Plotting the Plots : Despite Its Buried Reputation, Cemetery District Oversees Changes at 4 Historical Sites


When Sal Martinez went to work as a groundskeeper at El Toro Memorial Park in 1967, he was told to expect only a burial or two a year.

Back then, orange groves surrounded the remote, sleepy cemetery, cottontails hopped between the headstones of area pioneers, and groundskeepers painstakingly used picks and shovels to dig new graves in the sandstone.

Now, apartments overlook the cemetery's rolling, green hills, heavy traffic runs in front of it, and modern backhoes are used to dig the 15 to 20 new graves each month. And in the last few years, new hillsides have been opened for graves, an elaborate wrought-iron gate has replaced the chain-link fence, and plans have been made for a new playground and wedding chapel.

Most of the recent improvements are the work of the Orange County Cemetery District. In 1985, at the recommendation of a grand jury, the county consolidated four separately run, county-owned cemeteries into one district to increase efficiency.

Since then, the four historical cemeteries--in Anaheim, Garden Grove, Santa Ana and El Toro--have been undergoing renovations that have won several beautification awards. New features, such as scatter gardens and walls for urns, have been added, and the county has even planned a marketing campaign to attract business away from private cemeteries.

"One of the major challenges is that people don't even know the district exists," said Sam Randall, general manager. "We thought we would do the improvements first and then get into marketing."

Part of the attraction here, Randall said, is the rich history of the sites.

"All four of the cemeteries have old-timers and pioneers and people from every war buried there," said Vivien Owen, a longtime history buff and president of the district board.

The Santa Ana Cemetery was established in 1870 by the city's early settlers and moved to its current location in 1878. Columbus Tustin, the founder of that city, rests here, as does George Drury, a bookbinder for Charles Dickens. Some of the names on headstones are familiar to anyone who drives the streets of Orange County--the McFaddens, Spurgeons, Frenches and others.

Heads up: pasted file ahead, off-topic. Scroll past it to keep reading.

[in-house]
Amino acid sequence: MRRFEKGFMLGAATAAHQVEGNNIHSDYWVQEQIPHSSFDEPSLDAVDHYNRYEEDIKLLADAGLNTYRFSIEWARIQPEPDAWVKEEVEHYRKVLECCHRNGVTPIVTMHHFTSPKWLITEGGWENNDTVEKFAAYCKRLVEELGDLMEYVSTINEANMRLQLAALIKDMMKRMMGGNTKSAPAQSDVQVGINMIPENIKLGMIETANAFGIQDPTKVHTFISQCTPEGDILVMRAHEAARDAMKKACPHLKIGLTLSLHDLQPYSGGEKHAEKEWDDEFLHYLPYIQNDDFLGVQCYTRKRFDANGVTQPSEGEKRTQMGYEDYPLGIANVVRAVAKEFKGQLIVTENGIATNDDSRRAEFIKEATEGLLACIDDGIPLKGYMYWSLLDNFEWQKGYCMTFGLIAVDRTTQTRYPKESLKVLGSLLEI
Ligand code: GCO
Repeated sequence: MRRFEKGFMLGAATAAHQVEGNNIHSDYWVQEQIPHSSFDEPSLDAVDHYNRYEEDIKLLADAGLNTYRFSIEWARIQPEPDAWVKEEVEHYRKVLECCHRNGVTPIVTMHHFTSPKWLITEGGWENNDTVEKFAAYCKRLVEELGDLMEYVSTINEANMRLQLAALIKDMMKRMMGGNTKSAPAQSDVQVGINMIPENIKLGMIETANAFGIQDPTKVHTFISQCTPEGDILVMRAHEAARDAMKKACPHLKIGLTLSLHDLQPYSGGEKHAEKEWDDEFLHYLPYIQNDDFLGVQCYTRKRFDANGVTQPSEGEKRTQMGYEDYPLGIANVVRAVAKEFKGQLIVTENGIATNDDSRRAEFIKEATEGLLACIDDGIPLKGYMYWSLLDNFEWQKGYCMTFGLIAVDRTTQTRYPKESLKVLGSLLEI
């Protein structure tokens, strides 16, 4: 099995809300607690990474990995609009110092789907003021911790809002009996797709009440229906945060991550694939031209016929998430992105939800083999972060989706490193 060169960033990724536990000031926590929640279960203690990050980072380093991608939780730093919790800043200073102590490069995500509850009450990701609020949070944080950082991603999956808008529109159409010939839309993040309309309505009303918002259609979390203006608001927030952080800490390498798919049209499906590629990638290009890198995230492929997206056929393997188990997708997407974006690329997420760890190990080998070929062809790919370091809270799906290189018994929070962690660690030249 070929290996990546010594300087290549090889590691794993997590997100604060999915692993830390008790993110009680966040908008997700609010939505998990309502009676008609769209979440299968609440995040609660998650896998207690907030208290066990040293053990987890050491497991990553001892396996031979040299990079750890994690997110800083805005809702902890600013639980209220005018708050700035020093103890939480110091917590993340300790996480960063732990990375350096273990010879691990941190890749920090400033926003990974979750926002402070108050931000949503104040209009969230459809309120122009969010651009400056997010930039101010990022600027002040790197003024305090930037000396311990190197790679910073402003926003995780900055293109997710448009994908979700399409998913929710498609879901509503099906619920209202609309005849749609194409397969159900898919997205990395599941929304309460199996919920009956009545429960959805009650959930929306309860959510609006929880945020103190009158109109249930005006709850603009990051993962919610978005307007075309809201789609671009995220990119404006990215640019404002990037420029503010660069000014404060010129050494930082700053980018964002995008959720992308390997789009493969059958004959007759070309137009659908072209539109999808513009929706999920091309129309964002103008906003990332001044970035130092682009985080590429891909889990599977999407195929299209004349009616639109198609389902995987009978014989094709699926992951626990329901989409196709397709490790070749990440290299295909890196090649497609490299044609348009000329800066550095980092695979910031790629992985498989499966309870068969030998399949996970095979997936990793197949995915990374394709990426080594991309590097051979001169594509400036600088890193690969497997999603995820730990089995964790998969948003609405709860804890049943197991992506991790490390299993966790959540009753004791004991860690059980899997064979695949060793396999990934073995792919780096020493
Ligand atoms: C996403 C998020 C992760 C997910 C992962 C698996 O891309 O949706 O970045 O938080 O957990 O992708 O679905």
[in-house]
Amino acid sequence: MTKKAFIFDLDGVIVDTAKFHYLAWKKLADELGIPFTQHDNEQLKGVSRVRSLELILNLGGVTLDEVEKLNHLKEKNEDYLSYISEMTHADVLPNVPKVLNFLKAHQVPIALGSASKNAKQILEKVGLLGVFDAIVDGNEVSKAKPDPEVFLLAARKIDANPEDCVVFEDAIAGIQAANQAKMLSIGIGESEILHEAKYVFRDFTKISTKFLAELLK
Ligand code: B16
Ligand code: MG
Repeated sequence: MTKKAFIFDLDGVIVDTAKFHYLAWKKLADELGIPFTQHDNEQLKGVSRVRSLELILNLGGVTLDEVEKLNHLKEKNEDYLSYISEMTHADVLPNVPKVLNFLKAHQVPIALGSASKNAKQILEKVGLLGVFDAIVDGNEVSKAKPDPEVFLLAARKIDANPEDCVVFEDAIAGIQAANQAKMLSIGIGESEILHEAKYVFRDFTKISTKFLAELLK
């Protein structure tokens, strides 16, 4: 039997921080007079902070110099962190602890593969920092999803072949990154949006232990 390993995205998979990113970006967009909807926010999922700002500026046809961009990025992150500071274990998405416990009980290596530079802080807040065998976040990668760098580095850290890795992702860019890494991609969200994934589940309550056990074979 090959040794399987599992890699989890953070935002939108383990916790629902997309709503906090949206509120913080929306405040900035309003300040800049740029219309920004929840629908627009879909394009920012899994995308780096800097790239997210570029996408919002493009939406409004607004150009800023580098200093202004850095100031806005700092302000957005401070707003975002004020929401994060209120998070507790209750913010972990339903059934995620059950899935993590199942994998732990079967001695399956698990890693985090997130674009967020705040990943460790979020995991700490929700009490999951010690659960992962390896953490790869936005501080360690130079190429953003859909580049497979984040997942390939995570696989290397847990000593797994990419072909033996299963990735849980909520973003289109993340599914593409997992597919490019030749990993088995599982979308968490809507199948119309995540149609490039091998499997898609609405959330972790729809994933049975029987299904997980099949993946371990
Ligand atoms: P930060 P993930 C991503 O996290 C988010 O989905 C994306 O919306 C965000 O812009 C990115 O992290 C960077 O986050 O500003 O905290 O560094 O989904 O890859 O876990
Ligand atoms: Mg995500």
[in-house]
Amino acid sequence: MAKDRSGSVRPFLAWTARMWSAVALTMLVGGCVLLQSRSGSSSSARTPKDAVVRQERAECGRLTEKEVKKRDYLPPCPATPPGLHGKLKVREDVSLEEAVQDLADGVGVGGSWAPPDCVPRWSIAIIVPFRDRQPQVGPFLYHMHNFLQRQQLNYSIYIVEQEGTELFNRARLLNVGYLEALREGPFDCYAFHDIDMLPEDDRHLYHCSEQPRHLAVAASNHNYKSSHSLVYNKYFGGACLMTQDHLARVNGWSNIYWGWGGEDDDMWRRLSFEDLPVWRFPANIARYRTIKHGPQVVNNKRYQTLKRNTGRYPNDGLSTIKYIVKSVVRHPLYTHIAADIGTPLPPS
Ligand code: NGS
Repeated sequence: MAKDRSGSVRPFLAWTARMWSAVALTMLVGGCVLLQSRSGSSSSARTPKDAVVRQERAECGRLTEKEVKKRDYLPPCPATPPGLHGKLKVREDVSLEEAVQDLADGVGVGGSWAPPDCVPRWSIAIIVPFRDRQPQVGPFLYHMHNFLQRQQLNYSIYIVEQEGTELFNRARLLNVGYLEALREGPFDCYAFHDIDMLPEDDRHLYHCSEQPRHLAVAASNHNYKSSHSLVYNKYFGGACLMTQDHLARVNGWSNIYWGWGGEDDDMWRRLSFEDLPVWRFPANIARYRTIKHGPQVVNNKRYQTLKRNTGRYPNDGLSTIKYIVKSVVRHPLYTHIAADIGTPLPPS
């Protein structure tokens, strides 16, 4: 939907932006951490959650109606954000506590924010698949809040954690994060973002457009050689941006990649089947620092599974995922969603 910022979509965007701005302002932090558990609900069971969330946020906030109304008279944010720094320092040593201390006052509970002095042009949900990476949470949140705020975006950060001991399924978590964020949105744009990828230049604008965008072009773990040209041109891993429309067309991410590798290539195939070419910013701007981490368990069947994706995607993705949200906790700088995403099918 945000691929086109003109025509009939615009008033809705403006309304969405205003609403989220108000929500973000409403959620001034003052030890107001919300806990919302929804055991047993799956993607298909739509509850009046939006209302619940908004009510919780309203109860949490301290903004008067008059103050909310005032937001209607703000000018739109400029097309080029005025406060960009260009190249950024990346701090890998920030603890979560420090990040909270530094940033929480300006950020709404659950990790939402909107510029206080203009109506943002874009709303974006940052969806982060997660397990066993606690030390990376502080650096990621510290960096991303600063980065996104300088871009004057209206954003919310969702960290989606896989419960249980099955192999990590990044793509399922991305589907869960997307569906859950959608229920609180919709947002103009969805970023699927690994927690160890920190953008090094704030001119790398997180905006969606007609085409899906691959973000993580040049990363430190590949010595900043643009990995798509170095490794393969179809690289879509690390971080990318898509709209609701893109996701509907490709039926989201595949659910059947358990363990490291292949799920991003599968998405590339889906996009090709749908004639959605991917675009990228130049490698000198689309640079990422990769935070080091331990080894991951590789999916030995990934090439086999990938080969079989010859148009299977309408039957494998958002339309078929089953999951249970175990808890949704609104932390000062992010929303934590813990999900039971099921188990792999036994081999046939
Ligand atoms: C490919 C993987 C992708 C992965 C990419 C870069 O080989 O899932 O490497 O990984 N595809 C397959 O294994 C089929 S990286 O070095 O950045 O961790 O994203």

In recent years, about 8,000 new plots have been created at Santa Ana where buggy trails used to be. On holidays, the new graves are evidenced by brilliant paths of flowers running between weathered old tombstones.

"You can get a lot of history out of cemeteries. It's pretty amazing," said Tracy Smith, office manager for the Orange County Historical Society. "It's a really good source of names and dates. . . . Some people think it's real eerie, but it's not. It's just one more place to look."

Smith has walked many times through county cemeteries. One of her favorites is Anaheim, founded by the city's original German colony on a five-acre site purchased for $100.

"In 1861, there was a flood and three people died. That started the push to get a cemetery," Smith said. Five or six years later, their bodies were moved to the new cemetery, which still features old-style crypts.

Martinez, now cemetery manager at El Toro Memorial Park, has seen much of the history firsthand.

Strolling over the grassy knolls of El Toro, Martinez points out the grave of a teen-ager who committed suicide in 1967 after his parents ordered him to cut his hair. A few years later, the boy's friend died of cancer and was buried next to him. Another man's suicide followed his wife's death from terminal illness.

One of the stranger occurrences came at the Santa Ana Cemetery, which Martinez also oversaw for many years.

In the early '80s, a dying man instructed his family to open his grave in 90 days, saying he would come back to life. Because only a mortician may open the coffin, cemetery workers went only as far as digging it up. The family passed out flyers, and a crowd gathered to watch as relatives knocked on the coffin and said, "Come out, come out," Martinez said. An hour or two later the family told him to rebury the coffin.

One thing Martinez has never seen, though, is the legendary Blue Lady of El Toro, a blue mist that reputedly protects everyone buried there.

"When I came here, it was already a legend," Martinez said. "The kids used to come and climb the fence to see her. But I have been here in the middle of the night, and I haven't seen her."

What Martinez has witnessed in his 24 years here are major changes in Orange County, including a population explosion.

Last year there were 455 burials in the district, compared to about 300 a year before 1985, said Randall, of the cemetery district.

Although the county cemeteries don't offer mortuaries or cremation, as private ones do, their prices are generally lower. A plot, for example, costs $350, or $450 in a few popular areas. At Fairhaven Cemetery, next to the Santa Ana Cemetery, the least expensive plot is $796.

While indigents once were buried in the county cemeteries, since 1978 their remains have been cremated and scattered either at sea or in the rose garden at one of the cemeteries.

Although some people still don't think of cemeteries as places they would choose to visit, Owen, of the cemetery district, disagrees.

"It's a part of life," Owen said. "You want it to be serene and beautiful and another passage. The horror movies, I think, frighten children and everyone else. I would like to have it be the opposite of morbid: beautiful."

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